A new editorial from the Washington Post takes an unusually sober look at President Obama’s foreign policy chops and his non-reaction to the world that’s burning around him:

President Obama needs to focus on how the United States can meet global challenges

PRESIDENT OBAMA’S acknowledgment that “we don’t have a strategy yet” in Syria understandably attracted the most attention after his perplexing meeting with reporters Thursday. But his restatement of the obvious was not the most dismaying aspect of his remarks. The president’s goal, to the extent he had one, seemed to be to tamp down all the assessments of gathering dangers that his own team had been issuing over the previous days.

This argument with his own administration is alarming on three levels.

The first has to do with simple competence. One can only imagine the whiplash that foreign leaders must be suffering. They heard U.S. Ambassador to the United Nations Samantha Power denounce Russia as “today . . . they open a new front . . . Russia’s force along the border is the largest it has been . . . the mask is coming off.” An hour later, Mr. Obama implicitly contradicted her: “I consider the actions that we’ve seen in the last week a continuation of what’s been taking place for months now . . . it’s not really a shift.”

If you read on from there, you’ll notice that the editors use the word “disturbing” twice to describe Obama’s response to the situation in Ukraine and the rise of ISIS.

This is quite a departure from the Post’s endorsement of Obama in 2012.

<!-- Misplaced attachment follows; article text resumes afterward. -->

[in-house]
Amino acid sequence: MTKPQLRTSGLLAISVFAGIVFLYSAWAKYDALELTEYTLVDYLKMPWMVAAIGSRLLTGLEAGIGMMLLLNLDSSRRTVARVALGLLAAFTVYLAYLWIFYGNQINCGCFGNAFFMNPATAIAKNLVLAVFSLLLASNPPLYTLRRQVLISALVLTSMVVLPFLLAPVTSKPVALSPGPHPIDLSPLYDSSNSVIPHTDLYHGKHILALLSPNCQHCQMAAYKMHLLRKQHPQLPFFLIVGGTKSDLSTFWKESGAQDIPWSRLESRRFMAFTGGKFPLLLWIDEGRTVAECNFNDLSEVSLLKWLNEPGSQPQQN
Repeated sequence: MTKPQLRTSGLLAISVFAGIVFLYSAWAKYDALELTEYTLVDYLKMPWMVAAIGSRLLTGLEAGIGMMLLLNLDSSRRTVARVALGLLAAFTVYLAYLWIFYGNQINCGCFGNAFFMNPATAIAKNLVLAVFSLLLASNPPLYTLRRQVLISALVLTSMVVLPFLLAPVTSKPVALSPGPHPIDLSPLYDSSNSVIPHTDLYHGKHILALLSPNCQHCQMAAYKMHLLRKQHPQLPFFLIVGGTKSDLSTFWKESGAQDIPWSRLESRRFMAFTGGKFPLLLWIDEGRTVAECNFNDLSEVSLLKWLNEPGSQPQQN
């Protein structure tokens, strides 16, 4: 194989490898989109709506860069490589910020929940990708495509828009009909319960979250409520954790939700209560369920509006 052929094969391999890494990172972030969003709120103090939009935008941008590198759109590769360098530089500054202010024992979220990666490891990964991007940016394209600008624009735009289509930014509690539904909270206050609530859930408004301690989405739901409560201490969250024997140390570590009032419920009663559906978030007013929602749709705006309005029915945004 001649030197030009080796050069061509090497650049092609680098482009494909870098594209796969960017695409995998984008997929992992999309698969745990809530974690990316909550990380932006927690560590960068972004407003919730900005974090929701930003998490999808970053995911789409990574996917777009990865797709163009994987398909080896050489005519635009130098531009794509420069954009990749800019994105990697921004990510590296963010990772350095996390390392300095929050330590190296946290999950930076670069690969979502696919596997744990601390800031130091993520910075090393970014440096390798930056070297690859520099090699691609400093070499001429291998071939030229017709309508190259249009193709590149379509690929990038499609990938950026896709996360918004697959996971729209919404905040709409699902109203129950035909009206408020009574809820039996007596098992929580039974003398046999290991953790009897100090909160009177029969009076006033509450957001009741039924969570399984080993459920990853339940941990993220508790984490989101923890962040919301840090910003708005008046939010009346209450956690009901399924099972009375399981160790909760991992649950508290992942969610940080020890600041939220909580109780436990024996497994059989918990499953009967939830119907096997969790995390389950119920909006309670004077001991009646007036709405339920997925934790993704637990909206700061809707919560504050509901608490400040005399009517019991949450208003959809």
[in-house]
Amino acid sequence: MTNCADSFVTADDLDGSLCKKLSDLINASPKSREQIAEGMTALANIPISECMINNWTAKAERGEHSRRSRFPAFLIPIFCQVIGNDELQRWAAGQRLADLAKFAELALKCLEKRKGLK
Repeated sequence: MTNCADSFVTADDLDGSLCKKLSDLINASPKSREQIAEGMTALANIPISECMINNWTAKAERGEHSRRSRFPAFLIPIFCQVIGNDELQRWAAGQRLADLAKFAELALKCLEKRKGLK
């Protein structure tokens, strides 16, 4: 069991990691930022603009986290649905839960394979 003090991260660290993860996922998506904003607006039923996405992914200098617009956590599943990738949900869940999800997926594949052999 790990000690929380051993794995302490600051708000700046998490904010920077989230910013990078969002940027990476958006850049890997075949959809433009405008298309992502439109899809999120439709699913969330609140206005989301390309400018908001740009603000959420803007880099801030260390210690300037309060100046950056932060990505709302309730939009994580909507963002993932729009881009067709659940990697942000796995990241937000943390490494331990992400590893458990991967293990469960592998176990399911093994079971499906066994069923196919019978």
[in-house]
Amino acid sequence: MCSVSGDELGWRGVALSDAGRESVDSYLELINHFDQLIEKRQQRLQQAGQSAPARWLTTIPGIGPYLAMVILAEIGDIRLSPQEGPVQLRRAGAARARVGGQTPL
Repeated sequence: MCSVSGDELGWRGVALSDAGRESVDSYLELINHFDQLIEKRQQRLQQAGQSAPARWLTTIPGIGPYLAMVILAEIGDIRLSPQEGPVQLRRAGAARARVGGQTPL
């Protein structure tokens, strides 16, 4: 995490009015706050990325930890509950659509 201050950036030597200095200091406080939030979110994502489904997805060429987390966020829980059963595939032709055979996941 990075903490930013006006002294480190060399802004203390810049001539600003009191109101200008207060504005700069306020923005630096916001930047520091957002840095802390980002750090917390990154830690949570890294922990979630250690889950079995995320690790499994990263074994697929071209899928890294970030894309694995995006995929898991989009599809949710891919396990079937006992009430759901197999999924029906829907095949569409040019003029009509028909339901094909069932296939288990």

Here’s what they wrote approximately two years ago:

Washington Post endorsement: Four more years for President Obama

MUCH OF THE 2012 presidential campaign has dwelt on the past, but the key questions are who could better lead the country during the next four years — and, most urgently, who is likelier to put the government on a more sound financial footing.

That second question will come rushing at the winner as soon as the votes are tallied. Absent any action, a series of tax hikes and spending cuts will take effect Jan. 1 that might well knock the country back into recession. This will be a moment of peril but also of opportunity. How the president-elect navigates it will go a long way toward determining the success of his presidency and the health of the nation.

President Barack Obama is better positioned to be that navigator than is his Republican challenger, former Massachusetts governor Mitt Romney.

Then comes this part, emphasis is mine:

Even granting the importance of the fiscal issue, a case might still be made for Mr. Romney if Mr. Obama’s first term had been a failure; if Mr. Romney were more likely to promote American security and leadership abroad; or if the challenger had shown himself superior in temperament, capacity and character. In fact, not one of these is true.

And finally, this:

OVERSEAS, TOO, there were successes and failures. Mr. Obama’s administration vigorously pursued al-Qaeda and tracked down its leader, Osama bin Laden. He supported a popular uprising against Libyan dictator Moammar Gaddafi. He recognized the importance of bolstering allies in Asia against Chinese bullying, and he opened trade talks with Asian nations intended to encourage an alternative to China’s state-sponsored, often corrupt capitalism.

One has to wonder if the editors of the Washington post would choose differently today.